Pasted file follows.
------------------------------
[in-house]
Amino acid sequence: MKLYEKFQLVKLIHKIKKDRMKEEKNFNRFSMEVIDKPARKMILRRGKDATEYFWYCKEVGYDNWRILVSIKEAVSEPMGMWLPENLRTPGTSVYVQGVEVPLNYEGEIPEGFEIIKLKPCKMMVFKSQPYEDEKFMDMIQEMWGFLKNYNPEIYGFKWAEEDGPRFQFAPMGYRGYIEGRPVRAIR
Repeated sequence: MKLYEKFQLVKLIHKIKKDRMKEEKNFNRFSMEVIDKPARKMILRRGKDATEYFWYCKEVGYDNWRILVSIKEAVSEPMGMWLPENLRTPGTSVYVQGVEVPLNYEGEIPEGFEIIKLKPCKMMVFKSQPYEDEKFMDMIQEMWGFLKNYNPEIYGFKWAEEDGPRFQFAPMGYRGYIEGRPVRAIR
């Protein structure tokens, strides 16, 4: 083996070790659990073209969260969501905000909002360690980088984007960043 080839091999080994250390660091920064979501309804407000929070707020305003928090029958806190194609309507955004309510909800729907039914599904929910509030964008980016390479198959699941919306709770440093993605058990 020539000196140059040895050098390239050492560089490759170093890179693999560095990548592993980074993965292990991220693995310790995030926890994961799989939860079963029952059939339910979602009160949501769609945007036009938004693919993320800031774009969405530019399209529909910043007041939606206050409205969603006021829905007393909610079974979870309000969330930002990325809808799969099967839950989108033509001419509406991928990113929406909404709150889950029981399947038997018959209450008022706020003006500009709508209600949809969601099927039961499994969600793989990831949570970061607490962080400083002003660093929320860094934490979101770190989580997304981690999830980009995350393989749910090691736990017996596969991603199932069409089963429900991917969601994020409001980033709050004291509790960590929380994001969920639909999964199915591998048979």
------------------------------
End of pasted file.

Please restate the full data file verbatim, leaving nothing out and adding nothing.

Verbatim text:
[in-house]
Amino acid sequence: MKLYEKFQLVKLIHKIKKDRMKEEKNFNRFSMEVIDKPARKMILRRGKDATEYFWYCKEVGYDNWRILVSIKEAVSEPMGMWLPENLRTPGTSVYVQGVEVPLNYEGEIPEGFEIIKLKPCKMMVFKSQPYEDEKFMDMIQEMWGFLKNYNPEIYGFKWAEEDGPRFQFAPMGYRGYIEGRPVRAIR
Repeated sequence: MKLYEKFQLVKLIHKIKKDRMKEEKNFNRFSMEVIDKPARKMILRRGKDATEYFWYCKEVGYDNWRILVSIKEAVSEPMGMWLPENLRTPGTSVYVQGVEVPLNYEGEIPEGFEIIKLKPCKMMVFKSQPYEDEKFMDMIQEMWGFLKNYNPEIYGFKWAEEDGPRFQFAPMGYRGYIEGRPVRAIR
């Protein structure tokens, strides 16, 4: 083996070790659990073209969260969501905000909002360690980088984007960043 080839091999080994250390660091920064979501309804407000929070707020305003928090029958806190194609309507955004309510909800729907039914599904929910509030964008980016390479198959699941919306709770440093993605058990 020539000196140059040895050098390239050492560089490759170093890179693999560095990548592993980074993965292990991220693995310790995030926890994961799989939860079963029952059939339910979602009160949501769609945007036009938004693919993320800031774009969405530019399209529909910043007041939606206050409205969603006021829905007393909610079974979870309000969330930002990325809808799969099967839950989108033509001419509406991928990113929406909404709150889950029981399947038997018959209450008022706020003006500009709508209600949809969601099927039961499994969600793989990831949570970061607490962080400083002003660093929320860094934490979101770190989580997304981690999830980009995350393989749910090691736990017996596969991603199932069409089963429900991917969601994020409001980033709050004291509790960590929380994001969920639909999964199915591998048979």